The Charlotte News
SUNDAY, AUGUST 23, 1936
It Doesn't Thrill To Communism
By W. J. Cash
Site ed. note: Cash takes a look at the Spanish Civil War, analyzing the choice between Fascist and Communist regimes ultimately taking over the government, and concluding the Communist to be preferable, no matter how disagreeable, and coming to the final analysis that such a Communist regime would not last, for, Cash posits, the Spaniard is very much akin to the Southerner, strongly individualistic and independent. 'Twouldn't last a minute in the South, he concludes. (Is this last comment a back-handed way of suggesting by analogy that Southerners would not for long tolerate the Fascism inherent in the racist mentality of the KKK and such similar groups still very much at large in the South at that time? (See Cash's concluding remark in "Papa Franz Boas" - July 12, 1936.)) The hope was that eventually a Liberal regime would arise out of stale Communism to establish a democratic form of government in Spain.
The Spanish revolt had simmered since 1931, after the forced abdication of King Alfonso, representing a monarchy in place for fifteen hundred years. The poles were the landed interests and the Catholic Church on the one side seeking to regain their redistributed land and possessions, the redistribution having occurred with the newly elected reform government in 1931, and the peasants and workers on the other, seeking continued reform and redistribution of land and goods. Attempts by several moderate regimes to balance the interests proved unsuccessful during the period 1931 to 1936. Eventually, a Socialist government was formed. The Spanish Civil War broke out in July, 1936 with the insurgent forces of Generalissimo Francisco Franco, representing the former ruling classes and Fascists, taking control of city after city until the Socialist government in Madrid finally fell in April, 1939. Franco established what most historians consider to have been a fascist regime and, while proclaiming neutrality in World War II, Franco sent Spanish troops to fight with Germany against Russia in 1941 and provided aid for espionage activities of the Axis during the War. Cash thus plainly had the better of the argument at the time.
See also "Blessing and Blood", September 20, 1936, "Fuehrer and Duce Stumped", April 25, 1937, and "Blockade in Boston", July 24, 1938, for further commentary by Cash on the Spanish civil war and Franco.
I HAVE been surprised and not a little peeved of late by the flood of utterances from presumably intelligent and even liberal quarters which seem to indicate a strong sympathy for the Spanish rebels in the struggle presently raging in the Iberian peninsula.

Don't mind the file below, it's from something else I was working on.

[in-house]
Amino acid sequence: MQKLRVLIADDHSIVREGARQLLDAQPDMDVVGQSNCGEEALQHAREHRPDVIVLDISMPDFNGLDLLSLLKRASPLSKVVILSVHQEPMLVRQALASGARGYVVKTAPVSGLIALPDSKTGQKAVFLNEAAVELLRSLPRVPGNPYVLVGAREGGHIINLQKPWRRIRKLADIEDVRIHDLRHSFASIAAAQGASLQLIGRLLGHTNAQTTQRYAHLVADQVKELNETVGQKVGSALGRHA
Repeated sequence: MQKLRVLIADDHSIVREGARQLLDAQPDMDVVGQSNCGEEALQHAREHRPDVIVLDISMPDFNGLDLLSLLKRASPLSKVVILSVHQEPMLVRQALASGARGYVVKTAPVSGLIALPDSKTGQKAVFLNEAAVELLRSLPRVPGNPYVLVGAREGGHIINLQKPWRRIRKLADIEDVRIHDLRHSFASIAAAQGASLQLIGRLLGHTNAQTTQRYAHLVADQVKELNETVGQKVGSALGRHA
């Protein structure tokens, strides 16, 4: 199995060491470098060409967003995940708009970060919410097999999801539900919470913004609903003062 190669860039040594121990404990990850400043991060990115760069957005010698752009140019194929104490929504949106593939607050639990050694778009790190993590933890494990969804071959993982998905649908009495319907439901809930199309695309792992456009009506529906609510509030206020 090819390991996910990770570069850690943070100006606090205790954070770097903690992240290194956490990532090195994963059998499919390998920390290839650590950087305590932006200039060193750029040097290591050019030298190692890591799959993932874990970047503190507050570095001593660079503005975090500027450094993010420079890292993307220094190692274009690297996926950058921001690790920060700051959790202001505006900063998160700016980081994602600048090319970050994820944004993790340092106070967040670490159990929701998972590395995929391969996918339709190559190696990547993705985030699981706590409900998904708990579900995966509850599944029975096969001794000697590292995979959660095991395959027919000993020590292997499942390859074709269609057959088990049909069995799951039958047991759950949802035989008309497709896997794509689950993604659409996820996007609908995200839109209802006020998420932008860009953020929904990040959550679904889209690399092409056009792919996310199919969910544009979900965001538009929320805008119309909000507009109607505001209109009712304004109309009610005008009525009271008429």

The notions behind these utterances seem to be that the matter boils down to a choice between Communism and Fascism, and that under such circumstances Fascism is indubitably preferable.
But such notions are as completely dubious as were those which lay behind the hysteria over Belgium in 1914-1917.
But It Wasn't Communistic
For all I know--and for all anybody else outside the country is able to know at the moment--the Spanish government may actually by this time have gone Communist. But nothing is more certain than that it was not a Communist government when the rebellion began. The idea that it was is simply a child of the confusion of the term Leftist with Communist. But the equation is far from being a true one. Leftism, as a matter of fact, is a very broad and vague term, and means no more than dissent from the High Toryism of the given time and place. In these United States in the year 1800, a follower of Thomas Jefferson was emphatically a Leftist, but he lacked one hell of a lot being a Communist, though, then as always, the High Tories industriously spent their breath attempting to make it appear that his Leftism came inexorably to that.
No. The Spanish government was not a Communist government when this rebellion began. It was Leftist and Radical--but only for Spain, only in relation to one of the most damnably corrupt political and economic systems the modern world has known. A system under which ten thousand or so nobles and the Catholic church owned four-fifths of the land of the nation. A system under which the great mass of the Spanish people lived in virtual peonage. A system in which peasant and workman went half-starved from cradle to the grave, while fat priests, multiplying on superstition as maggots multiply on rotten meat, dined on capon and swarmed and caroused in every wine-shop--yes, and while absentee landlords idled away their days in such luxuries as the starveling cities could afford, in the most callous indifference to the condition of their dependents, in the most contemptuous disregard for the common welfare of their country--yes, and while one of the most of appalling armies of governmental parasites ever heard of avidly ferreted out and gobbled up such last crumbs of tribute as had been overlooked by the cupidity of priest and landlord.